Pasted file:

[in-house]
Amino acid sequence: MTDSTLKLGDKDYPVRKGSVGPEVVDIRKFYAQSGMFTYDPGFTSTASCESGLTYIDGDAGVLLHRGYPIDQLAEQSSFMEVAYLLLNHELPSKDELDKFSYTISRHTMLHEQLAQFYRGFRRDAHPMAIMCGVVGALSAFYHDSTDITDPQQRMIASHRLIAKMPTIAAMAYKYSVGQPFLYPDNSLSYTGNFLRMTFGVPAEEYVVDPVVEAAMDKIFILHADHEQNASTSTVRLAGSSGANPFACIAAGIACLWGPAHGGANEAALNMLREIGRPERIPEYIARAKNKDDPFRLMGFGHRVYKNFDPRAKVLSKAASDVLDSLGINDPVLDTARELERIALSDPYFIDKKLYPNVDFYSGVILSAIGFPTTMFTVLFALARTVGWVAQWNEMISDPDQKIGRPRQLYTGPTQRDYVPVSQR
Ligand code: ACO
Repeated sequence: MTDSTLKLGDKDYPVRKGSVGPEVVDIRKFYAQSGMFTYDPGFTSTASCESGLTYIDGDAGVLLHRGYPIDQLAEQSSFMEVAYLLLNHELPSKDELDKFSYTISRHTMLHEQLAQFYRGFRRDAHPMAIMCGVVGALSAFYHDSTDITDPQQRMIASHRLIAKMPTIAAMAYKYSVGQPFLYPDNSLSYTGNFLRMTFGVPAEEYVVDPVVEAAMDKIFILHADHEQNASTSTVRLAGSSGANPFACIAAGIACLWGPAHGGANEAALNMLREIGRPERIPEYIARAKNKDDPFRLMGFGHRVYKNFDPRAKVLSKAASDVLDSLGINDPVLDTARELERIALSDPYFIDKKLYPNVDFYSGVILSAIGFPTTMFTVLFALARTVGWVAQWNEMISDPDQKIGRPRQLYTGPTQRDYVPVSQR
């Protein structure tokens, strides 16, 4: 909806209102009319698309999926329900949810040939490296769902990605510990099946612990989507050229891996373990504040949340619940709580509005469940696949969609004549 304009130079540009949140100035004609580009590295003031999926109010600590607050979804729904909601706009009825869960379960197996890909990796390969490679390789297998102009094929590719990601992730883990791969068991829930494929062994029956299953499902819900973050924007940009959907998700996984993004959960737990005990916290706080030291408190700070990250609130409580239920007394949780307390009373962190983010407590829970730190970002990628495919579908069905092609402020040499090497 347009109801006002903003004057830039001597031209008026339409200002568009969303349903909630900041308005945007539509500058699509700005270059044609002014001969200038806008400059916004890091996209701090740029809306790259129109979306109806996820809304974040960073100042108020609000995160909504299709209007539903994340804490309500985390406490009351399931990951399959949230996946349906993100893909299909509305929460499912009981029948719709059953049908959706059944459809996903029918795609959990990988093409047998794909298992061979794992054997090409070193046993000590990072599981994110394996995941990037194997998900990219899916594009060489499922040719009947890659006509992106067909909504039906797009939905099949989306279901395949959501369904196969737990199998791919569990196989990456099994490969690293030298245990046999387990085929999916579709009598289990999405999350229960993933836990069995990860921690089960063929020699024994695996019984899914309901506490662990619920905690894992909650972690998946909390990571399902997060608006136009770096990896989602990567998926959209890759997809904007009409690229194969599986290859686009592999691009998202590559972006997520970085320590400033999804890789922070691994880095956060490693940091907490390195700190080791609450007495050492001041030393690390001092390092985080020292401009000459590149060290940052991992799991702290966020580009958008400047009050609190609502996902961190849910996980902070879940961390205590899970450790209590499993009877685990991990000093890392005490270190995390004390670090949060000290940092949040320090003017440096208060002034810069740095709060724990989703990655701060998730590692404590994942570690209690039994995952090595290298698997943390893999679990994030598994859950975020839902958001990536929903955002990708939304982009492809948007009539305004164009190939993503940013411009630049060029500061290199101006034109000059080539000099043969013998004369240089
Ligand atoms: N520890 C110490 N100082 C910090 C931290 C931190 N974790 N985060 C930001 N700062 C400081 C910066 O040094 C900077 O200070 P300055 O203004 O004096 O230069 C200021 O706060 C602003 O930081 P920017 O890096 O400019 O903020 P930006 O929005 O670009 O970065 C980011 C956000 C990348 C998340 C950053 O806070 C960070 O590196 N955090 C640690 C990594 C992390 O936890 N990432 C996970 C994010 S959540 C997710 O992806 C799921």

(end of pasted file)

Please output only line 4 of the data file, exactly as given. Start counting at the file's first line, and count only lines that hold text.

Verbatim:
Repeated sequence: MTDSTLKLGDKDYPVRKGSVGPEVVDIRKFYAQSGMFTYDPGFTSTASCESGLTYIDGDAGVLLHRGYPIDQLAEQSSFMEVAYLLLNHELPSKDELDKFSYTISRHTMLHEQLAQFYRGFRRDAHPMAIMCGVVGALSAFYHDSTDITDPQQRMIASHRLIAKMPTIAAMAYKYSVGQPFLYPDNSLSYTGNFLRMTFGVPAEEYVVDPVVEAAMDKIFILHADHEQNASTSTVRLAGSSGANPFACIAAGIACLWGPAHGGANEAALNMLREIGRPERIPEYIARAKNKDDPFRLMGFGHRVYKNFDPRAKVLSKAASDVLDSLGINDPVLDTARELERIALSDPYFIDKKLYPNVDFYSGVILSAIGFPTTMFTVLFALARTVGWVAQWNEMISDPDQKIGRPRQLYTGPTQRDYVPVSQR